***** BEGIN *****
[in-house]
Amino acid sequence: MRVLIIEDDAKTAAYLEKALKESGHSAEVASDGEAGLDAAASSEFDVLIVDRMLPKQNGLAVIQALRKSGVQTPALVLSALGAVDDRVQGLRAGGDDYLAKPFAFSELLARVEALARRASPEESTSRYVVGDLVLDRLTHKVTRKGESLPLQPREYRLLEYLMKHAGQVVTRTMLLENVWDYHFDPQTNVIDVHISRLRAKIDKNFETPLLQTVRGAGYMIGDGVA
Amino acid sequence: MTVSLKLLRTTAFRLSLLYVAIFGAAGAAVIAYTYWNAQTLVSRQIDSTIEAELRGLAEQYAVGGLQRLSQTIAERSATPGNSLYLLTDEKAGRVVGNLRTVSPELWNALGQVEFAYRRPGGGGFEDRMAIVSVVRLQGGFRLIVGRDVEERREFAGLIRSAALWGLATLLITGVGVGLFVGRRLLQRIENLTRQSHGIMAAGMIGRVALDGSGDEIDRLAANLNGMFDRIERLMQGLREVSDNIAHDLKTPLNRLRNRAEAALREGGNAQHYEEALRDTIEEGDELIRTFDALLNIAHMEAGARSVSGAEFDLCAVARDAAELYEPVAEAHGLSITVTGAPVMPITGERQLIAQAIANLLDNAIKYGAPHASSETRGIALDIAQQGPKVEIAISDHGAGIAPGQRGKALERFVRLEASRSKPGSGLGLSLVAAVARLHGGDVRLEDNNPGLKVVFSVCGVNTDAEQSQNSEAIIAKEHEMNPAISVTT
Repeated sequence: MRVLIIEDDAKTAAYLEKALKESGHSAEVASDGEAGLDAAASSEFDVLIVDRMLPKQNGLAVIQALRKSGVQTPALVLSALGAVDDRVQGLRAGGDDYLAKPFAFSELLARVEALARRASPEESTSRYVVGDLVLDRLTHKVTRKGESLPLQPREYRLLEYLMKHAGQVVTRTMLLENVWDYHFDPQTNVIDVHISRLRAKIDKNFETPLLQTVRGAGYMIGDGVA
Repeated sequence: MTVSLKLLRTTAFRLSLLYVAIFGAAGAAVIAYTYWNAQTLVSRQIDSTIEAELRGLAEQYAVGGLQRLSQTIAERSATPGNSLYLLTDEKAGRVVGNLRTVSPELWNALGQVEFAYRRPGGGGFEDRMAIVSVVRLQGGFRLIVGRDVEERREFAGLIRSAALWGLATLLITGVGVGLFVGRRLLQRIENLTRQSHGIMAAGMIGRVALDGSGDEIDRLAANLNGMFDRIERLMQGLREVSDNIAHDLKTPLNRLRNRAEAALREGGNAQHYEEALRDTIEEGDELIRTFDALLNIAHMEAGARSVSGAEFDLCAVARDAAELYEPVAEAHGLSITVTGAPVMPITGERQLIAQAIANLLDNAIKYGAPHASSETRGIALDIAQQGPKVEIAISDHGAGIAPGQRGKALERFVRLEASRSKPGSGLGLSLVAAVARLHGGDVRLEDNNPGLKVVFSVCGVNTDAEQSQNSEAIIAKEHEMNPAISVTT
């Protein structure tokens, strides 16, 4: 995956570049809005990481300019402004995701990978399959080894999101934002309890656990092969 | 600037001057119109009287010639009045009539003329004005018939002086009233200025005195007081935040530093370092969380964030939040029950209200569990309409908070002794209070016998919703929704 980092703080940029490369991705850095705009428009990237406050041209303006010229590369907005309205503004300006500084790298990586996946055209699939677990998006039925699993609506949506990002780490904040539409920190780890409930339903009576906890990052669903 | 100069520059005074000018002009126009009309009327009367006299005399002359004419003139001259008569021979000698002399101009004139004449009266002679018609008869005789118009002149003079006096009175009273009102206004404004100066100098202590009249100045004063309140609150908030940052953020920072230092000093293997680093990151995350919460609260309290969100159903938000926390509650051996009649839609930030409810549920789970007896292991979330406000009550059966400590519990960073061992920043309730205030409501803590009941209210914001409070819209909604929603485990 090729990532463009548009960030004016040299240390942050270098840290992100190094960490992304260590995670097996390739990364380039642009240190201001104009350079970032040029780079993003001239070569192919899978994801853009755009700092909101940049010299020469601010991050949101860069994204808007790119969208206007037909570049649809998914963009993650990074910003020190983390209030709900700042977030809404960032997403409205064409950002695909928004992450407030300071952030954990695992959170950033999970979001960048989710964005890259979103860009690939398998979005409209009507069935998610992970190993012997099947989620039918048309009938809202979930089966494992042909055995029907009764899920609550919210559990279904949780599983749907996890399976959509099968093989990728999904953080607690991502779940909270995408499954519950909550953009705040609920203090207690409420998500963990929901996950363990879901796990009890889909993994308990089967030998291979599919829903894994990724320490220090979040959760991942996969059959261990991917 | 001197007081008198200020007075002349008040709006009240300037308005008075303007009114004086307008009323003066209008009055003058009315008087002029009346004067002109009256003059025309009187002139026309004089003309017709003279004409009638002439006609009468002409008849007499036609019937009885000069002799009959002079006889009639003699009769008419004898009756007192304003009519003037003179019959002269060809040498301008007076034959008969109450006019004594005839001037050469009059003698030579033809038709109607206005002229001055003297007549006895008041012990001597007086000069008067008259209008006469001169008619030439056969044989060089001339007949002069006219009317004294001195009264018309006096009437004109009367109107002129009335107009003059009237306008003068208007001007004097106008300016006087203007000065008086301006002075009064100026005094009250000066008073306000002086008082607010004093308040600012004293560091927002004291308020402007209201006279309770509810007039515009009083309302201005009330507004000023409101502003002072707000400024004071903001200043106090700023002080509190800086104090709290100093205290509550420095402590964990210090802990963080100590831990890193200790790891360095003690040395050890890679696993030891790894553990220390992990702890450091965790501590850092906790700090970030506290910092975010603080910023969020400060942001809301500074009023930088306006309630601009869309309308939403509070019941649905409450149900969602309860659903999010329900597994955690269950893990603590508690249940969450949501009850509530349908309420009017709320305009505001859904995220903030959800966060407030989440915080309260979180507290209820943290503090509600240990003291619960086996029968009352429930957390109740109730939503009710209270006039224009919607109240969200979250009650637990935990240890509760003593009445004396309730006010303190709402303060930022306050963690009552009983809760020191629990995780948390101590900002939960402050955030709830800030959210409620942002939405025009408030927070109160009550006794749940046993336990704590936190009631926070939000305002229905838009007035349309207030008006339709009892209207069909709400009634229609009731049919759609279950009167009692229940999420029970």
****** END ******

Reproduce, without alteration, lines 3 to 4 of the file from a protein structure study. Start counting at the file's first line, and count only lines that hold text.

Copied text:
Amino acid sequence: MTVSLKLLRTTAFRLSLLYVAIFGAAGAAVIAYTYWNAQTLVSRQIDSTIEAELRGLAEQYAVGGLQRLSQTIAERSATPGNSLYLLTDEKAGRVVGNLRTVSPELWNALGQVEFAYRRPGGGGFEDRMAIVSVVRLQGGFRLIVGRDVEERREFAGLIRSAALWGLATLLITGVGVGLFVGRRLLQRIENLTRQSHGIMAAGMIGRVALDGSGDEIDRLAANLNGMFDRIERLMQGLREVSDNIAHDLKTPLNRLRNRAEAALREGGNAQHYEEALRDTIEEGDELIRTFDALLNIAHMEAGARSVSGAEFDLCAVARDAAELYEPVAEAHGLSITVTGAPVMPITGERQLIAQAIANLLDNAIKYGAPHASSETRGIALDIAQQGPKVEIAISDHGAGIAPGQRGKALERFVRLEASRSKPGSGLGLSLVAAVARLHGGDVRLEDNNPGLKVVFSVCGVNTDAEQSQNSEAIIAKEHEMNPAISVTT
Repeated sequence: MRVLIIEDDAKTAAYLEKALKESGHSAEVASDGEAGLDAAASSEFDVLIVDRMLPKQNGLAVIQALRKSGVQTPALVLSALGAVDDRVQGLRAGGDDYLAKPFAFSELLARVEALARRASPEESTSRYVVGDLVLDRLTHKVTRKGESLPLQPREYRLLEYLMKHAGQVVTRTMLLENVWDYHFDPQTNVIDVHISRLRAKIDKNFETPLLQTVRGAGYMIGDGVA